It has been just over a year since Celtic Life International last spoke with Emily McEwan-Fujita, the passionate president of Nova Scotia’s Gaelic language publication Braden Press. In that time, she and her team have worked on a myriad of projects, from poetry collections to music books, all with the mission of connecting “readers worldwide with Gaelic language and culture.”
One such project – a Gaelic translation of the Canadian classic Anne of Green Gables – has been in the works for over three years.
“At the time, I was invited to dinner with Diana Gabaldon, the author of the Outlander series,” McEwan-Fujita shares via email. “She was visiting Nova Scotia to do some research for her next book. Among the local authors and booksellers at the dinner was Lisa Doucet, a manager at a children’s bookstore in Halifax. Lisa also happens to be a serious collector of Anne of Green Gables and other books by L.M. Montgomery. She asked me if there was a Scottish Gaelic translation of Anne. I said there wasn’t, so she suggested that I do one! That idea really appealed to me on multiple levels, so as a publisher I immediately started to think about how such a thing could be accomplished.”
It was through her preliminary research that McEwan-Fujita met with Dr. Kate Scarth, the director of the L.M. Montgomery Institute at the University of Prince Edward Island.
“She urged me to attend the LMMI’s biennial conference in June of 2018 – and it was a fantastic experience! I had the privilege of meeting some distinguished Montgomery scholars, and hearing the latest academic research on the worldwide significance of Montgomery’s work and foreign language translations of Anne. That convinced me that there would indeed be a wider interest in a Gaelic translation of Anne.”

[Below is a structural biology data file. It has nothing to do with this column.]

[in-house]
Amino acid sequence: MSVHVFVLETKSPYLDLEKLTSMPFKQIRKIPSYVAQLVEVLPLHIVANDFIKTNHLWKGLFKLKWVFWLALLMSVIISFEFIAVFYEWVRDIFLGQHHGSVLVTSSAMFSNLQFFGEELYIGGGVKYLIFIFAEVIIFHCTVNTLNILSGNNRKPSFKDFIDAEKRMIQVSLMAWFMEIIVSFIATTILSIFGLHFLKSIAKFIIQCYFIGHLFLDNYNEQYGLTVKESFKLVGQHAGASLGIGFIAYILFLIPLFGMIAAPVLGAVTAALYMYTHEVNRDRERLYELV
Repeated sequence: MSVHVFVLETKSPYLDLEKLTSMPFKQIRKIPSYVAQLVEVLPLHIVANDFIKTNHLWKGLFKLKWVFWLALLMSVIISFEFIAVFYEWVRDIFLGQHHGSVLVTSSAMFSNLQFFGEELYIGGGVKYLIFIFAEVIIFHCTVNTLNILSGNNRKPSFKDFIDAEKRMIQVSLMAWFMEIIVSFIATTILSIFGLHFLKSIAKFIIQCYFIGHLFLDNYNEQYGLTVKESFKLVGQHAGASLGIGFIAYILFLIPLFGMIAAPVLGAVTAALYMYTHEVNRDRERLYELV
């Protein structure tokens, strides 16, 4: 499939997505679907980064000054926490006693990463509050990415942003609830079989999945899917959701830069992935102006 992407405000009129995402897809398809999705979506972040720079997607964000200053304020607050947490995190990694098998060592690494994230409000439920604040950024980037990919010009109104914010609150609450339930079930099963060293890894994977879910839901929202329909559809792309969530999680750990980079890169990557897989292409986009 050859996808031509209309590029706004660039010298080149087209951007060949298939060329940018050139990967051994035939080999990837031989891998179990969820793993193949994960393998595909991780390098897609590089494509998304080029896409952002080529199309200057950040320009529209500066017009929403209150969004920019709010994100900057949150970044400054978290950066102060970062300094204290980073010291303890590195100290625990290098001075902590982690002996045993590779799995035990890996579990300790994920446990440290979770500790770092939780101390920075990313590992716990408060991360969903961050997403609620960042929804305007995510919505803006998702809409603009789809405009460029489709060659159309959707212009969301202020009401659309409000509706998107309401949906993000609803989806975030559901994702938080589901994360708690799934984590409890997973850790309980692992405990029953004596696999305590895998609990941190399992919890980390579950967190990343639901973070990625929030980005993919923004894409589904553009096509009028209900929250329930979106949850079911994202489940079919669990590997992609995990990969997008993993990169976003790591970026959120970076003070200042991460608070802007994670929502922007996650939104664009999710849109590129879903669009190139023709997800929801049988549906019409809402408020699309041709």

Translating the book, which eventually earned the title Anna Ruadh, was not without its challenges.
“Funding was by far the greatest challenge. People doing the work needed to be paid fairly. Initially, about 2 years ago, we applied for a Gaelic Books Council grant in Scotland. They have been extremely supportive of our other Gaelic publishing projects, and this time they very reasonably asked us to show support from our own province first. So, we had to wait several months and apply for a grant here in Nova Scotia. We applied and carefully explained in the application that we would get some matching funding from Scotland contingent on getting the provincial grant. And they turned us down anyway! That was a blow.”
In June of 2019, McEwan-Fujita turned to an online crowdfunding platform to support production costs.
“It is risky, with no guarantee of success. I ran a 30-day Kickstarter campaign to raise $15,000. It was almost constant promotion work for 30 straight days – I didn’t have any days off that month. We were very fortunate to receive support from people in about 10 different countries, everyone from native Gaelic speakers and scholars, to professional book editors and librarians, and Anne fans and collectors. In the end we raised just over $17,000 in total.”
Although that sounds like a lot of money to publish a book, it’s not – especially once you factor in Kickstarter’s usage fees, Canadian sales tax, shipping costs, and more. Even still, McEwan-Fujita says that working alongside Gaelic translator Mòrag Anna NicNèill and illustrator Etta Moffatt made it all worthwhile.
“We are so pleased with how the book turned out. Not only is it beautiful to look at, but it gives us an enduring, endearing new image of one of our favourite characters.”
“I loved seeing Etta Moffatt bring Anna to life visually with her incredible cover illustration. And Mòrag Anna’s translation also conveyed all the humour and the sadness in the story so well that you would think Montgomery had originally written it in Gaelic! It really is fun and rewarding to read.”
Anna Ruadh is currently available for order on the Bradan Press website.
McEwan-Fujita says Bradan Press will be busy in the coming months, working on several upcoming releases and adjusting to the world’s new normal. The company has no plans of slowing down, however, noting that the Gaelic language has a very important place in Canada.
“Even Montgomery herself had Gaelic roots, as did her beloved Prince Edward Island. Translating this book felt like a homecoming, in a way.
“Bradan Press is, and will continue, to try and help people reconnect with their Gaelic roots, which have been erased in the history books and often even in family memory. We will try to help everyone connect with whatever they love about the language and culture.”
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